I’m assuming anyone who reads this is familiar with the epic movie, “The Wizard of Oz.” I have found that our early work with human-centered design in our K-12 redesign project is analogous with some of the main ideas and lessons found in Dorothy’s journey.
- It took the “perfect storm” to move Dorothy (“and her little dog, too) from what the movie portrayed as gray and dusty (yes, she loved her family but was struggling with typical growing up on the farm issues) to a seemingly happy place full of color, music and wonderment. Yet, there was an undercurrent of oppression and control because of who controlled the Land of Oz at the time.
- Dorothy’s landing in Oz may have changed much of the scenery at first, and it was thought she may have freed the Munchkins from this oppression when she accidentally killed the Wicked Witch of the East, but her evil sister appeared to remind us that change is often just a perception and merely dabbling around the edges.
- Dorothy could have easily remained in Munchkin Land and perhaps lived out an seemingly enjoyable life, but she instinctively longed for home and took the advice to “follow the Yellow Brick Road” and seek out the Wizard of Oz. Having no idea what lay ahead, she chose to do just that despite the possibility that her journey would not be easy, and fraught with potential pitfalls. She did not know what the end would bring so she had to have an insurmountable faith in the process.
- Along the journey, Dorothy learned much about herself as well as the needs of others (the Scarecrow, Tin Man and Cowardly Lion). That accumulated knowledge helped strengthen her resolve and develop empathy for the others. Each of the four had diverse goals that required respect from the others and a resolve to complete the journey on behalf of each other despite the risks.
- Along the way, the Wicked Witch of the West and even the Wizard of Oz threw obstacles in their path, but their determination remained steadfast and they relied on each other to succeed.
- Some might say that Dorothy’s desire to return to Kansas was backwards. Why should she want to return to that gray and dusty place when she had the beauty of Emerald City at her feet (literally)? To her, basic premise of “home” was a part of her being being but when she finally did wake up back in Kansas, the lessons she learned from her journey changed dramatically how she saw her home, her family and her life in general.
Human-centered design is as much about the journey as it is the goals. It’s a problem-solving method that requires faith in the process and the tools used at each step of the way. While it’s helpful to know the steps that lie ahead, we have to forego any natural desire to “see” what’s ahead at the finish. Instead, we have to recognize the value of each part of the journey in adding to our understanding of what our stakeholders want the outcome to be, increase our empathy for each other, accept the diversity of perceptions and ideas, fight through obstacles as best we can, and stay focused on solving the pressing problems of our 124-year-old school structures.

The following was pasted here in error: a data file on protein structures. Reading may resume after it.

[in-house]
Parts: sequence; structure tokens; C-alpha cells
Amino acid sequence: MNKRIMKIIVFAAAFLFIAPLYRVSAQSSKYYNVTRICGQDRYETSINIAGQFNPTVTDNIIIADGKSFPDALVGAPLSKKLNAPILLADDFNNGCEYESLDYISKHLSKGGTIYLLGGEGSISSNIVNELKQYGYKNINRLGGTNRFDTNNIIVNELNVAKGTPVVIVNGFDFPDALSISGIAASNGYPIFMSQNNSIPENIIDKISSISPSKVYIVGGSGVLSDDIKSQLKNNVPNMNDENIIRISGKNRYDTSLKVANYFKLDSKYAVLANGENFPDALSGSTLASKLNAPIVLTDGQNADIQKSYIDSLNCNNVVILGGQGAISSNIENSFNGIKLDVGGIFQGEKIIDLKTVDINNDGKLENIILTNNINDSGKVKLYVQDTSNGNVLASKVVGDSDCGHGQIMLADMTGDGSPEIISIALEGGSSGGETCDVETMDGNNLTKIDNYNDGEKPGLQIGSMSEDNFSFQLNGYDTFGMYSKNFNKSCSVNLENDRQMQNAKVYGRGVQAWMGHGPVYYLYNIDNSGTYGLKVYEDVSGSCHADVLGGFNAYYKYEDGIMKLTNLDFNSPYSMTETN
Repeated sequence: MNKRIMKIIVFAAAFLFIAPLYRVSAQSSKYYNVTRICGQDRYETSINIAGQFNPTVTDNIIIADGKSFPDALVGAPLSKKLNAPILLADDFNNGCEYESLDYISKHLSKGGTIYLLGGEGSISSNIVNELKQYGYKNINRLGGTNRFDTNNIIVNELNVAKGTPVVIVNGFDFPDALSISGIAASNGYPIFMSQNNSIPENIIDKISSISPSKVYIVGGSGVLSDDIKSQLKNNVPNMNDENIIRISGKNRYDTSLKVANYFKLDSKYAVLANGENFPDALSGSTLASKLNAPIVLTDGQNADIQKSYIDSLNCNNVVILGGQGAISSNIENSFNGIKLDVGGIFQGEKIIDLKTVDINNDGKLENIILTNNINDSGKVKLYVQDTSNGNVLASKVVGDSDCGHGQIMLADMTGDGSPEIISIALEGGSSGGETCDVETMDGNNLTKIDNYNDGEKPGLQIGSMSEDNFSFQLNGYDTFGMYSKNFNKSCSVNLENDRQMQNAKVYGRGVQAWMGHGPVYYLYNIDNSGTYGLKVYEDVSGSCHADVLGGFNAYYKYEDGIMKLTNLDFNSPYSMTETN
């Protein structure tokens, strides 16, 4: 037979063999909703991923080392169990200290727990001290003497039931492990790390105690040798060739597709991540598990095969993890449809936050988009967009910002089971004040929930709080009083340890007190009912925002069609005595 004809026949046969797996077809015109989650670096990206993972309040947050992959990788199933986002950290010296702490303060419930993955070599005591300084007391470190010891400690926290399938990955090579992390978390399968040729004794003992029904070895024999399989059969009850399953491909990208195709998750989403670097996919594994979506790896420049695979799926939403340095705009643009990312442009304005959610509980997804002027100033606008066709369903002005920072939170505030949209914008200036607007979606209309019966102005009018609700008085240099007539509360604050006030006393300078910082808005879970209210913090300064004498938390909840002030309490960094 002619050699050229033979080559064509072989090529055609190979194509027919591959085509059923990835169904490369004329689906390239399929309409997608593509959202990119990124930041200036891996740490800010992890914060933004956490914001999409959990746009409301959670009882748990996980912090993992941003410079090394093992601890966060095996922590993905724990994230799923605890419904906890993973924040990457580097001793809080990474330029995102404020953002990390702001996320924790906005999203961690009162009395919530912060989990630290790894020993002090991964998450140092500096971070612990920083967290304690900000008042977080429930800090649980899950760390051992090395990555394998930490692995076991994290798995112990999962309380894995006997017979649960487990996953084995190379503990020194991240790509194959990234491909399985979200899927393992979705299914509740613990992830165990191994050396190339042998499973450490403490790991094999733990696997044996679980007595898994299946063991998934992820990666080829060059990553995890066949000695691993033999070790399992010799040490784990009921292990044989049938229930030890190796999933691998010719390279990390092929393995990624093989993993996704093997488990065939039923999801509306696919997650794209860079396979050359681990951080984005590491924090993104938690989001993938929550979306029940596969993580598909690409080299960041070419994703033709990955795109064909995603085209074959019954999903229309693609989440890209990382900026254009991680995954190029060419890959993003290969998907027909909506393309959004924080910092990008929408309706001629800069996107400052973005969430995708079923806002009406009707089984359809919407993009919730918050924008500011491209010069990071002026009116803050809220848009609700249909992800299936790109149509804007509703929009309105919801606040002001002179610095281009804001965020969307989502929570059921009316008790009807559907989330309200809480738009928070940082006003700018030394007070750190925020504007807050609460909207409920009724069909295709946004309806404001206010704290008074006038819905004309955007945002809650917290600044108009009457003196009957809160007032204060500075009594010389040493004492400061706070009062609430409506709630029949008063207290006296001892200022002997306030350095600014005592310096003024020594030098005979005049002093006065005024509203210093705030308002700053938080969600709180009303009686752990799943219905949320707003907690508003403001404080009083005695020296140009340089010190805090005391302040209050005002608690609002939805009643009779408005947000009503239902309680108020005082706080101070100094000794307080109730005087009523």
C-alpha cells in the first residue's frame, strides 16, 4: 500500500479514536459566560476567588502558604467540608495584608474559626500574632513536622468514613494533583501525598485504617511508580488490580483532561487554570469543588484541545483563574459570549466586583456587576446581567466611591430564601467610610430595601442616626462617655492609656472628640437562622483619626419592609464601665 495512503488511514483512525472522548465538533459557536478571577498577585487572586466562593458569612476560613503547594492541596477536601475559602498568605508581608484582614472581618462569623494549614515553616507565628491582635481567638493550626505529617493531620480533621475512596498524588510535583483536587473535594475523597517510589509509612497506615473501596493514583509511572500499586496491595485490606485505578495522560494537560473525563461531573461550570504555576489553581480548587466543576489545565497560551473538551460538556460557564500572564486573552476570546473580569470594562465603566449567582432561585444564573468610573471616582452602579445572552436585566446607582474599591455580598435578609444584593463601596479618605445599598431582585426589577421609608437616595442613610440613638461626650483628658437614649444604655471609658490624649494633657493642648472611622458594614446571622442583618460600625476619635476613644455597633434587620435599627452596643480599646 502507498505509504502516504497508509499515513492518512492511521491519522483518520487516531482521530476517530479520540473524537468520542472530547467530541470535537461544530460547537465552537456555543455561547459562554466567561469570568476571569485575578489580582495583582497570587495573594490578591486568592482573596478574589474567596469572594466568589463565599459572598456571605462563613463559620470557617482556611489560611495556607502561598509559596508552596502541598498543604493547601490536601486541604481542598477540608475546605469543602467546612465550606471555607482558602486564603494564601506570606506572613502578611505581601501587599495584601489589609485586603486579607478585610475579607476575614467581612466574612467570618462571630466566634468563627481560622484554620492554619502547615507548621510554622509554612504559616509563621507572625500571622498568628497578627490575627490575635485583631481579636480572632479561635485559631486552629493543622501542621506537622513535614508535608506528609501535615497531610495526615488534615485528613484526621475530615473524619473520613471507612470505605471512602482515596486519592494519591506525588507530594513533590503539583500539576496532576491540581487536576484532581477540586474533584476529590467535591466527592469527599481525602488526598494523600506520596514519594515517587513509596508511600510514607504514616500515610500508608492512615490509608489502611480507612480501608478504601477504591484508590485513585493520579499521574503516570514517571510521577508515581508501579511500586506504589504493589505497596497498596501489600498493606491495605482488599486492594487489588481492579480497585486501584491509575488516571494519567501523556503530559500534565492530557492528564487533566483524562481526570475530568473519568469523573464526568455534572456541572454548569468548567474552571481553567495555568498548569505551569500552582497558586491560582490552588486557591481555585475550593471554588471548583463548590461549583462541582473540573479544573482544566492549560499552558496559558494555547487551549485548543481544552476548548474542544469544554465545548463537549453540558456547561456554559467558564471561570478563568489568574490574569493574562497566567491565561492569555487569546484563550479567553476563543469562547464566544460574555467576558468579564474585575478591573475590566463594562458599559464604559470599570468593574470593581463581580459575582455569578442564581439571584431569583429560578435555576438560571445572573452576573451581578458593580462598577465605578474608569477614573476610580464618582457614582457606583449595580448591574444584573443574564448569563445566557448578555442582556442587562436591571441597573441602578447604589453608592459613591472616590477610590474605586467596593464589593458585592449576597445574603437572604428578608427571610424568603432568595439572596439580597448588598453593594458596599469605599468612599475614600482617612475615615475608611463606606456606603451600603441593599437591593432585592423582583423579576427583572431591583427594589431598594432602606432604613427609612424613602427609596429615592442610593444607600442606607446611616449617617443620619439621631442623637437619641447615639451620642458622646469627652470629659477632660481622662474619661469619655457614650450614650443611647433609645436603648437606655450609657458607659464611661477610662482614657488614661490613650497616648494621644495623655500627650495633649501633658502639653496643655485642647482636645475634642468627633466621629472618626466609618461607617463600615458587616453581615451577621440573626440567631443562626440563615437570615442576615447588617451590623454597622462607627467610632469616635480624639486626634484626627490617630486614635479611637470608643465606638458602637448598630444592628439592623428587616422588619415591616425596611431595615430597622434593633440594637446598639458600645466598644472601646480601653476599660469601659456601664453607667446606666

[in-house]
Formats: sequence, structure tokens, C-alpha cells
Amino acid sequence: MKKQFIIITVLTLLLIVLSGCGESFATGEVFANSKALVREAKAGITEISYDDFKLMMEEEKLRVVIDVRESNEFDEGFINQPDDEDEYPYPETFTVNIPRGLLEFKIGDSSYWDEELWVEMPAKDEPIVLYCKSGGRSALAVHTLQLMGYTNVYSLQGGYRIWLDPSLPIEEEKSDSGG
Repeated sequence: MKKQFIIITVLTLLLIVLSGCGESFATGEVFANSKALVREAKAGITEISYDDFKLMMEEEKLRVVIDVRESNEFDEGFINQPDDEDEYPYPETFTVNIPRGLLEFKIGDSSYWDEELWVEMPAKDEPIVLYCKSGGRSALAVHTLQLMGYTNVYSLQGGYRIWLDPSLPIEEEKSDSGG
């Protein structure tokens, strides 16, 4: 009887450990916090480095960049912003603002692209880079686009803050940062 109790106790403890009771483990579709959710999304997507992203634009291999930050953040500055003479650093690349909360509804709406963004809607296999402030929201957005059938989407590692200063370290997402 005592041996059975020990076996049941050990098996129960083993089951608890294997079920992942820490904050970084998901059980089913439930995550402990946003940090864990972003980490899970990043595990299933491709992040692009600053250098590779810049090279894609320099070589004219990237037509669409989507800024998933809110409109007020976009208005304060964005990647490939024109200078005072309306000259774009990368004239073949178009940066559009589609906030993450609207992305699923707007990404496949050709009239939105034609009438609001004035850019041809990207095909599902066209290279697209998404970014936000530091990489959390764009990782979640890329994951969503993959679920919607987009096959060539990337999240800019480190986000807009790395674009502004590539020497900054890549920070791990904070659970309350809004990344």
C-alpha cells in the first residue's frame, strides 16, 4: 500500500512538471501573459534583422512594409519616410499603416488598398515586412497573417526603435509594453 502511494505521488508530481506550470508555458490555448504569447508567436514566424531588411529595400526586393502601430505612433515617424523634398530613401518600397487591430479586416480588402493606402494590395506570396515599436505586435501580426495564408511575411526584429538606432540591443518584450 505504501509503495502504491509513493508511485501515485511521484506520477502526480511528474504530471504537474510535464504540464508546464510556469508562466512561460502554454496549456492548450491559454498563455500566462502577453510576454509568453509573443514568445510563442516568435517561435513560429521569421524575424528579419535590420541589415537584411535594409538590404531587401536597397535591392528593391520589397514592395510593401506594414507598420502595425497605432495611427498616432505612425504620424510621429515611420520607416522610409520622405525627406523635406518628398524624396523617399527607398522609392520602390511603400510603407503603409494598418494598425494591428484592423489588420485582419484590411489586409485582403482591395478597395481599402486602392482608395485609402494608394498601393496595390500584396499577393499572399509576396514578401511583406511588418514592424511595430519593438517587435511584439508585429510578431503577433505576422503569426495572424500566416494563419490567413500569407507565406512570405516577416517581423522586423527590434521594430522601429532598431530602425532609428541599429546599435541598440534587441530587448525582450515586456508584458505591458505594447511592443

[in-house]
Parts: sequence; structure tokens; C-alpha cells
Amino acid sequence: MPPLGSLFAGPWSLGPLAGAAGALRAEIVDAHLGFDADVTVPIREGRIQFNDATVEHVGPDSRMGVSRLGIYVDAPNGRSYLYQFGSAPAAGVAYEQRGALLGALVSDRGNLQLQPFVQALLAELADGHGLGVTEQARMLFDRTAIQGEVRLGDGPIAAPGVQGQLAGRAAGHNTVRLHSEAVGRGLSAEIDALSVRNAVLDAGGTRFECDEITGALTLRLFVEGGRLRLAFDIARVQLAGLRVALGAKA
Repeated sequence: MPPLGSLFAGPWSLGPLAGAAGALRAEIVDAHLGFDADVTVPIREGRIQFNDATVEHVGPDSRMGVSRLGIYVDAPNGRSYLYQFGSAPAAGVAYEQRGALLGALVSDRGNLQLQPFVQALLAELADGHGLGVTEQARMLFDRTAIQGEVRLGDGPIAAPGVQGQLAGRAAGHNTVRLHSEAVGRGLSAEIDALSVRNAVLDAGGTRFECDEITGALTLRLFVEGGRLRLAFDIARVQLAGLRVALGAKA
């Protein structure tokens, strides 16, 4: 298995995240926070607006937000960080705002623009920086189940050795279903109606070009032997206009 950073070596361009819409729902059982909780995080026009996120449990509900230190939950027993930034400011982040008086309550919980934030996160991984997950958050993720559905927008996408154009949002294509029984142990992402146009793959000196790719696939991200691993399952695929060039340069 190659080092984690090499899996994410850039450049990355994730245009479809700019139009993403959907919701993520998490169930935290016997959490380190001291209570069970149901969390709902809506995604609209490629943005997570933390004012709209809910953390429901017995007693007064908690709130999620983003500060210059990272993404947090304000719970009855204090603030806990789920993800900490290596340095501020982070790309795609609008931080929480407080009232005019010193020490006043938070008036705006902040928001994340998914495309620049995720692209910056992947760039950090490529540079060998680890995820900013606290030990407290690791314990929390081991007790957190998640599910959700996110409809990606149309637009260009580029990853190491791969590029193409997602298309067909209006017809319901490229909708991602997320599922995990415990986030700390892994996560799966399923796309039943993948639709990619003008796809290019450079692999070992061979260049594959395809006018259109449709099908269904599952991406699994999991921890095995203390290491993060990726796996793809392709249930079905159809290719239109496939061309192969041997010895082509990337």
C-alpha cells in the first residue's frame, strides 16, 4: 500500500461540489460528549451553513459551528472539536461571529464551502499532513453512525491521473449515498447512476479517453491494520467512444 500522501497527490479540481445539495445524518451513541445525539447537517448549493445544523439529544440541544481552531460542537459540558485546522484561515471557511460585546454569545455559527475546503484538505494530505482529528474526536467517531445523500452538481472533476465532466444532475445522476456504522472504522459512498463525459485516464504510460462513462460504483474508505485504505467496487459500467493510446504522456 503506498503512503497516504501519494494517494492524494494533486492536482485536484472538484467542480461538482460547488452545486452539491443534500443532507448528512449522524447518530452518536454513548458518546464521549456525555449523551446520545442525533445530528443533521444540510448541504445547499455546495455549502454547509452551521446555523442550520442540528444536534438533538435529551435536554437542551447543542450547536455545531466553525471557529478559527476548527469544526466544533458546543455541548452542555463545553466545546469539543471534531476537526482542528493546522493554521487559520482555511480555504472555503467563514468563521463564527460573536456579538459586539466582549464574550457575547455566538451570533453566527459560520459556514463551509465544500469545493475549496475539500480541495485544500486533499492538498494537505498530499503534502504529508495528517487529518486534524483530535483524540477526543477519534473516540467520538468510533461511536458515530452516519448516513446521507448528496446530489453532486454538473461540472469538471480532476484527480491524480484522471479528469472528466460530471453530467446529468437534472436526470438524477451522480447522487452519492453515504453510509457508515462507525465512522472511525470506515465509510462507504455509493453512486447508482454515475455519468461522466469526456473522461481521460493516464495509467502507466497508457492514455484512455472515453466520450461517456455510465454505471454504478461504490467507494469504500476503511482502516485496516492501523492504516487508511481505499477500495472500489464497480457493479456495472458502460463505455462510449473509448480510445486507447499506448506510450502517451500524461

As Dorothy and her friends found out, everyone is scared at times and it takes courage tomeet the challenges head on. They also learned that many of the answers to those challenges are already in their hands and don’t require the use of fancy shoes, medals for courage, a ticking heart-shaped clock, or a fancy diploma. The synergy inherent in bringing everyone together for the same purpose along with acquisition of important knowledge is often enough.
The key is staying focused on the problem despite circumstances and new information that may alter how the problem is perceived, and realizing that along the way new problems may crop up that require attention. Our HCD21 leadership team, which has been meeting weekly since September, has experienced this several times. This past week, we settled (for now) on a simple wording of the central problem: How might we create a structure that helps students learn best? It will likely be modified as we continue our quest, especially as more and more stakeholders — students, parents, teachers, administrators and members of the general community — give input to guide us along the path.
And where are we on this “yellow brick road” journey. The chart below displays the basic steps and quadrants for the work of the district over the next two years, thanks in great part to the generous grant received from the Steelcase Foundation.
As you might guess from my analogy, we’re still primarily in “Munchkin Land” squarely (pun intended) in the center of this map, although we have taken measures to begin learning about the people and context that help frame the problem as well as the journey. This week, we’ll do some work questioning our assumptions looking for bias and anything else that might impede our journey and ultimately prevent us from reaching our goals. The following week, we’ll look at the process and tools for conducting stakeholder interviews over the months of December through March, along with the work of accumulating secondary research about learning and school structures. All of this work will point towards specific patterns that will guide us into exploring solutions, developing prototypes and testing them out.
Follow the yellow brick road.